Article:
And although I’m unsure where or when or how or who I’ll be after I die, I very much believe Chris will be there to greet me.

That alone makes me unafraid. That alone makes me hopeful. That alone is enough.

saying goodbye: seeing through the rearview mirror

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“It’s the emptiest and yet the fullest of all human messages: ‘Good-bye.” – Kurt Vonnegut

The last month and a half has been one of the busiest, most unpredictable times in my life. In the past few weeks I’ve seen many endings, and beginnings.

I graduated from college. I went to senior formal with my best friends and I said goodbye to the place I’ve called home for four years. I spent one last week in our apartment giving tearful hugs to friends I don’t know when I’ll see again, finding closure, having a few last family meals and getting completely pulverized in slapcup. I ended my career as a student and looked towards what would follow.

I moved home to welcome post-grad life, I reconnected with my friends and family and I started the job search. I teared up with pride as I watched my little sister graduate from high school at the top of her class, knowing that she has an amazing four years ahead of her.

And then- a few days ago, I lost my grandmother.

It wasn’t unexpected; my family had been preparing for the news for a couple of weeks. My grandma turned 90 two days before she passed, with a group of us singing “Happy Birthday” around her bed on the hospice floor. The news came late one night, and we weren’t surprised; my family had reached another ending together, said another goodbye.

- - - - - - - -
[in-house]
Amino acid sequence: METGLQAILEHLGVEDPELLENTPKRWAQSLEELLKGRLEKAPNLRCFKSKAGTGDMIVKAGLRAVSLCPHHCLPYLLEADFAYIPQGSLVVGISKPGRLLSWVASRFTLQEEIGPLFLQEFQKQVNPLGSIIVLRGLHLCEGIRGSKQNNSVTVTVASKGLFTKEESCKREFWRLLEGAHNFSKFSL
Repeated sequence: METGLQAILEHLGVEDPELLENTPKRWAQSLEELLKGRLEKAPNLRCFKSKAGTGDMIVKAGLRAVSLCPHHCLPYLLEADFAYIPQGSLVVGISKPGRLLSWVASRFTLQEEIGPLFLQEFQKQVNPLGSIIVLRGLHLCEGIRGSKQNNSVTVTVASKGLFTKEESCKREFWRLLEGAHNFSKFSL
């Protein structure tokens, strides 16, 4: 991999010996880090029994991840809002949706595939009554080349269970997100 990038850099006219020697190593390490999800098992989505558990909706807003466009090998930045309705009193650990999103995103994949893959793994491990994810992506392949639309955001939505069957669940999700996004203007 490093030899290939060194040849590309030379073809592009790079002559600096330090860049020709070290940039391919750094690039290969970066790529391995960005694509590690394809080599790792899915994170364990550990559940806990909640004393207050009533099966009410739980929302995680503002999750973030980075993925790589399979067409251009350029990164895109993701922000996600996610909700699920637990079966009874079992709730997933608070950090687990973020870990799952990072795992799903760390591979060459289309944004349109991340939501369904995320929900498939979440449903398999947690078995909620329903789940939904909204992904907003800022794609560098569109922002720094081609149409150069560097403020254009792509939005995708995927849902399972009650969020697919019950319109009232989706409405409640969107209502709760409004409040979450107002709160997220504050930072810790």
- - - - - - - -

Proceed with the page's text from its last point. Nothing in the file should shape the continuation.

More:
And then the stories were told, details of my grandmother’s life I wish I had thought to delve into sooner. I can’t help but think I should have asked her more about her time in the Navy and her work in D.C.. I should have talked to her about how she met my grandfather, the one I never got to meet (but that my dad assures me would have “liked my spunk”). I should have asked her what college was like when she went, and for more stories about what dad was like when he was little.

Realizations came in waves that grandma’s story is, of course, an important part of mine. That her story is something I should take pride in, and I can only do that if I know what it is.

It’s so easy to see the older people in our lives as stable constants. We’re so focused on our own stories, on the ones we carefully edit via filters and captions on Facebook and Instagram, that we forget to ask about the stories that came before us. We neglect the photos that look old because they ARE old for the ones that look old because we carefully layered ‘Walden’ over ‘1977’ and upped the contrast.

We only learn about grandma’s service in the FBI after she’s gone, and then it’s harder to picture her in her 20’s: serving her country in the war, going to college and falling in love. Meeting grandpa and moving to what became home. My home.

All the endings I’ve witnessed recently have made me pause to reflect on where I’ve been, and where I’m going.

I’m keeping the camera around to take pictures of the stories I’m still writing, and still living- because someday, maybe someone will want to hear them. But I’m putting the camera down long enough to pick up the photo albums that will show me the sides of my family, and myself, that I never knew. I want to ask about the stories that those pictures bring back before there’s no one left who can tell them.

Sometimes when we’re saying goodbye to what’s familiar and don’t know where the road is headed, it helps to glance in the rearview mirror and remember where we’ve come from.